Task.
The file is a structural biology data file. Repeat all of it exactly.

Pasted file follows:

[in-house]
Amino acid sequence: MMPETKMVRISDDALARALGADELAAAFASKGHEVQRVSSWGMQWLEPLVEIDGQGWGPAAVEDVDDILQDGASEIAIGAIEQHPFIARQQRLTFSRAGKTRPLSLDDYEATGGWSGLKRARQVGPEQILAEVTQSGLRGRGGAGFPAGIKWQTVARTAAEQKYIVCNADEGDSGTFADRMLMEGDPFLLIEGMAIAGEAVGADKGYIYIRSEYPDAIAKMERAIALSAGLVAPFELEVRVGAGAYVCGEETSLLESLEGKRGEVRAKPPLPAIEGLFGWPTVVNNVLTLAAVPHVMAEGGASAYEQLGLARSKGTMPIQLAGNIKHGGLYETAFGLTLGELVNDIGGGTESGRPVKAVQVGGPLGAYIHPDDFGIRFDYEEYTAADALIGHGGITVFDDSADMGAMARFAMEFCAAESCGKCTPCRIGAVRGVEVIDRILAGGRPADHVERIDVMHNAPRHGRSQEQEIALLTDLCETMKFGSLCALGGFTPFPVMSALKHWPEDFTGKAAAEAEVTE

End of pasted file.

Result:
[in-house]
Amino acid sequence: MMPETKMVRISDDALARALGADELAAAFASKGHEVQRVSSWGMQWLEPLVEIDGQGWGPAAVEDVDDILQDGASEIAIGAIEQHPFIARQQRLTFSRAGKTRPLSLDDYEATGGWSGLKRARQVGPEQILAEVTQSGLRGRGGAGFPAGIKWQTVARTAAEQKYIVCNADEGDSGTFADRMLMEGDPFLLIEGMAIAGEAVGADKGYIYIRSEYPDAIAKMERAIALSAGLVAPFELEVRVGAGAYVCGEETSLLESLEGKRGEVRAKPPLPAIEGLFGWPTVVNNVLTLAAVPHVMAEGGASAYEQLGLARSKGTMPIQLAGNIKHGGLYETAFGLTLGELVNDIGGGTESGRPVKAVQVGGPLGAYIHPDDFGIRFDYEEYTAADALIGHGGITVFDDSADMGAMARFAMEFCAAESCGKCTPCRIGAVRGVEVIDRILAGGRPADHVERIDVMHNAPRHGRSQEQEIALLTDLCETMKFGSLCALGGFTPFPVMSALKHWPEDFTGKAAAEAEVTE